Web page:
How did you go about creating the music for this layered and multidimensional project?
I wanted the concept and the music to grow together. I wanted the music director Srijan Chatterjee to see and hear with me while I was studying and developing the concept, so that there would be no gap, and the concept and music could be as close as possible, with him being a part of the process. This method of working was fruitful and the music will remain one of my greatest joys.

Besides, I am thankful to many seniors and artistes - Dr. B.M. Sundaram, Kala Krishna, Prahlad Baral and so many others, who contributed generously. The lyrics are in six different languages, coming from interesting and curious sources. Each song, how we discovered them, how we transformed them to suit the script, is a story.

Dr. B.M. Sundaram sang a song, traditionally sung by a group of Devadasis at the time of their initiation. "When the Lord is opening his arms to you, would you still go after this ordinary man?" the lyrics go. I interpreted it as "When the magical world awaits you, would you still look for the mundane?"

Costumes are a major concern for you. How have you addressed this with regard to this work, where dancers in three forms come together along with other dancers - including yourself - who play the sutradhars?
Antar Yatra, beautifully stated by Sheela Balaji, showcases the dances of the Coromandal belt, the east coast of India. One form melts into the next. This has influenced my choice of shades and design. I have tried to create moods of each scene with colours. For a production based on abstract ideas, colours, styles and other aharya elements play a very important role. I tried to understand and implement these in this work much more than in any of my earlier productions.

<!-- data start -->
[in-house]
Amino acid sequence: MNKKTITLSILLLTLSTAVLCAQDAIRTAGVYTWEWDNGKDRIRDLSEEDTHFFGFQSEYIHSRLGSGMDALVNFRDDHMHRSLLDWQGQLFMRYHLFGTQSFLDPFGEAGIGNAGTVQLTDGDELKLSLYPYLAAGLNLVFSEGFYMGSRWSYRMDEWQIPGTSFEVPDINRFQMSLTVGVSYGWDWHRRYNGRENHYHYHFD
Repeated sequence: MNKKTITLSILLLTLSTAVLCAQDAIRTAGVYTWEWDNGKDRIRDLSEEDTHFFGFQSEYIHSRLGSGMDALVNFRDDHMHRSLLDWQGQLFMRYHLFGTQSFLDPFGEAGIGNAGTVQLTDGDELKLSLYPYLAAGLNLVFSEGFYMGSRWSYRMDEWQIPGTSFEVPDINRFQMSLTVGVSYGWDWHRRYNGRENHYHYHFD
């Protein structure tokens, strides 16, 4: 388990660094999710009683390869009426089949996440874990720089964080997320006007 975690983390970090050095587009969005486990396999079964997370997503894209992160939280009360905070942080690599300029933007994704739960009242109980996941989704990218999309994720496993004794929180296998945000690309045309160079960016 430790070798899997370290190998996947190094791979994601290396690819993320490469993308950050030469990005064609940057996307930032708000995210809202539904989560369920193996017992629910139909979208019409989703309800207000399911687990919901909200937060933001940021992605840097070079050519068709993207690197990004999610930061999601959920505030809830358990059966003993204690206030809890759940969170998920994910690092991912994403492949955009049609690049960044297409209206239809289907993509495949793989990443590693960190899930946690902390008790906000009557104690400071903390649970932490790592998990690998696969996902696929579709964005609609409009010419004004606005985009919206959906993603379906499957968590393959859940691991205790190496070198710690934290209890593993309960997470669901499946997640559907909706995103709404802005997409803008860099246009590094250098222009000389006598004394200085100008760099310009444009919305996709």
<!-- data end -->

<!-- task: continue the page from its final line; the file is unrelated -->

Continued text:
Beyond this work and beyond your form, what is your vision for choreography in Indian dance forms?
What saddens me today is that dance is becoming identified as showbiz. Classical dance is a chamber art that is all about intimate communication. I am scared when people look for volume and mass. This is not how classical dance is meant to grow. Surely laser lights and spectacle are not the test for classical dance. The artistes' vision is shrinking, and with it the audience's imagination. I feel that artistes need to perform less and create more. We need to look at our dance and create spaces for ourselves.

As far as I am concerned, I do not work with any future vision of growth. Each work, whether it is a new production, or a new technique for class is a discovery, a step, and it excites me immensely. And the path shows itself.

How has Antar Yatra: The Journey Within, helped you grow as an artiste?
For me, each of my productions is a learning process. This work has given me the opportunity to look at a large canvas. When I attempted to study the different aspects of Andhra and Tamil traditions, I not only learnt the history of the evolution of the classical dance forms of the south but also about the music and other creative expressions of the regions. Indirectly, it enriched my understanding of Odissi also and put it in context.This has been a great opportunity for me to evolve as a dancer and choreographer.

Antar Yatra would not have been possible without the financial and moral support of Sheela Balaji and Aim for Seva. It is indeed beautiful to feel how concern for education and art can combine, to create something worthwhile. It makes for a better future.